PC's 100W PSU, as well as the motherboard, CD-ROM, expansion cards and
floppy drive - there was a little delay while the RPC booted before the
drive started to spinup. But it really didn't like trying to spin both
drives up and had the effect you describe.
(450W desktop supplies, pah!)
I've had a play with noflushd, which does seem to be spinning my
IDE-connected backup drive down. But it doesn't go down for long although
AFAIK nothing is accessing it. I have a couple of ext3 FSs on it - would
that be the reason? How can I find out which processes are trying to access
a filesystem? lsof doesn't show anything, but then I'm only running it as a
Alternatively, I wonder if automountd would be a workaround?
From: Nix on 27 Aug 2008 00:56
On 26 Aug 2008, Johnny B. Good uttered the following:
> temperatures (currently 33 deg C for the WD5000AAKB drive, and 29 and 30
> for the two Samsung HD103UJs for a room temperature of 22 deg C).
As an aside, did you see the large-scale Google study a few years ago
which suggested that drives fail *less* often if run at 40C? They
speculate that drive manufacturers' simulation of aging for MTBF
analysis (by running a large number of drives hot with heavy I/O for
some time) is actually leading them to optimize (unintentionally?) for
drives that run hot.
Anecdotal evidence (is it anecdotal when it's yourself?): of fifteen
hard drives I've owned, I've actively cooled four. Three of those four
suffered mechanical failure, the only drives to fail that way.
I don't actively cool hard drives anymore. (It's a noisy powersucker to
do so in any case.)
`Not even vi uses vi key bindings for its command line.' --- PdS
From: Gordon Henderson on 27 Aug 2008 02:53
In article <35D*8bsls(a)news.chiark.greenend.org.uk>,
Theo Markettos <theom+news(a)chiark.greenend.org.uk> wrote:
>I've had a play with noflushd, which does seem to be spinning my
>IDE-connected backup drive down. But it doesn't go down for long although
>AFAIK nothing is accessing it. I have a couple of ext3 FSs on it - would
>that be the reason? How can I find out which processes are trying to access
>a filesystem? lsof doesn't show anything, but then I'm only running it as a
Noflushd and ext3 (or any journalling FS) don't play nice together. You
can try to extend the ext3 flush time with a mount option -
From: Daniel James on 27 Aug 2008 05:46
In article news:<87bpzf3vk9.fsf(a)hades.wkstn.nix>, Nix wrote:
> As an aside, did you see the large-scale Google study a few years ago
> which suggested that drives fail *less* often if run at 40C?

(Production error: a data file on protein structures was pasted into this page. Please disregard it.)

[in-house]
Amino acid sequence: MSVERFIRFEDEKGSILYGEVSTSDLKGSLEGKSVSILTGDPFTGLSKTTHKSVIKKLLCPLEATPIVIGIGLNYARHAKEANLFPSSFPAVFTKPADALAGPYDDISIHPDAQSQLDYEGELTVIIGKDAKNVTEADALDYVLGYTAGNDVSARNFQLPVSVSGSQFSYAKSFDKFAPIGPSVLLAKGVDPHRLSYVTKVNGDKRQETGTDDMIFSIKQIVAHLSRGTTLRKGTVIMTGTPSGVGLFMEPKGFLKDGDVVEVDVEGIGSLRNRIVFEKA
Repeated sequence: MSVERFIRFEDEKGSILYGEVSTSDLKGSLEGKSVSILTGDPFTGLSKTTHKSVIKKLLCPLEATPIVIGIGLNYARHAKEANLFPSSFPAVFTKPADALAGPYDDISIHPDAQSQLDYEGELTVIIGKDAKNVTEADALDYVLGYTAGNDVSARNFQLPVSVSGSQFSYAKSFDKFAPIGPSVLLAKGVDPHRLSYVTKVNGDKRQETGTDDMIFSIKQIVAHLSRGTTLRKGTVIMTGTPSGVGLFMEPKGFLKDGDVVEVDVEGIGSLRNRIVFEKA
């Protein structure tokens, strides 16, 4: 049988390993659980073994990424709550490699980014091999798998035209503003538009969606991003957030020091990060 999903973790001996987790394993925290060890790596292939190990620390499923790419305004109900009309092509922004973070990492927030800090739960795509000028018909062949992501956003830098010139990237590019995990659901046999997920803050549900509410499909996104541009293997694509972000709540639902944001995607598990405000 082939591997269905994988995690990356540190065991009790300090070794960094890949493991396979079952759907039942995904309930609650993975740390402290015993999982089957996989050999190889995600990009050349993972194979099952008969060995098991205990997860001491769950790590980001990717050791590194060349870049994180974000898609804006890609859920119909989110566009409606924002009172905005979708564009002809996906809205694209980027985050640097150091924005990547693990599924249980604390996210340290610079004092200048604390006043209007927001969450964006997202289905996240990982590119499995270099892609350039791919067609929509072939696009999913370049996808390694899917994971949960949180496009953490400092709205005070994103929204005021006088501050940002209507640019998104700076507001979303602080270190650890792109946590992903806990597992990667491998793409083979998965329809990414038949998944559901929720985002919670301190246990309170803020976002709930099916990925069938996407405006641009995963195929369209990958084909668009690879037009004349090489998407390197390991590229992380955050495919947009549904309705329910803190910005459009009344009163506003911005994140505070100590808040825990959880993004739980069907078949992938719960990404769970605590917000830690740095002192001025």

I saw the study, and recall that there was some counter-intuitive
revelation about failure rates not being related to high temperatures ...
but as there wasn't any correlation between those figures and drive
makes/models it seemed pretty meaningless.
All in all it was a pretty bad study (or, at least, what was actually
published wasn't good) as there was insufficient detail for any
meaningful conclusion to be drawn, but enough noise to excite a lot of
> They speculate that drive manufacturers' simulation of aging for MTBF
> analysis (by running a large number of drives hot with heavy I/O for
> some time) is actually leading them to optimize (unintentionally?) for
> drives that run hot.
It may be that drives that naturally run hot are designed to run hot, and
that cooling them doesn't help ... that doesn't mean that a badly-cooled
drive will be reliable because it's running hot, if it's not a model that
naturally does. You can't tell.
> Anecdotal evidence (is it anecdotal when it's yourself?): of fifteen
> hard drives I've owned, I've actively cooled four. Three of those four
> suffered mechanical failure, the only drives to fail that way.
Of ... 20-25 recent-ish hard drives I've owned the only ones to fail were
not actively cooled -- but they were IBM Ultrastars (SCSI near relatives
of the infamous Deathstar) so I won't draw conclusions. Nowadays I fit
all my drives in fan-cooled receptacles that allow easy drive swapping --
some of these systems get rebooted from different drives with different
OSes on a daily basis -- and no drive so fitted has yet failed. Of
course, the duty cycle of those drives hasn't been 100% as they're only
in use part of the time so that proves nothing.
> I don't actively cool hard drives anymore. (It's a noisy powersucker to
> do so in any case.)
The Icy-Box trayless SATA enclosure in this box make no perceptible noise
... the whole box is essentially silent (certainly much more so than the
ReadyNAS). Yes, the fan must draw a few hundred mW ...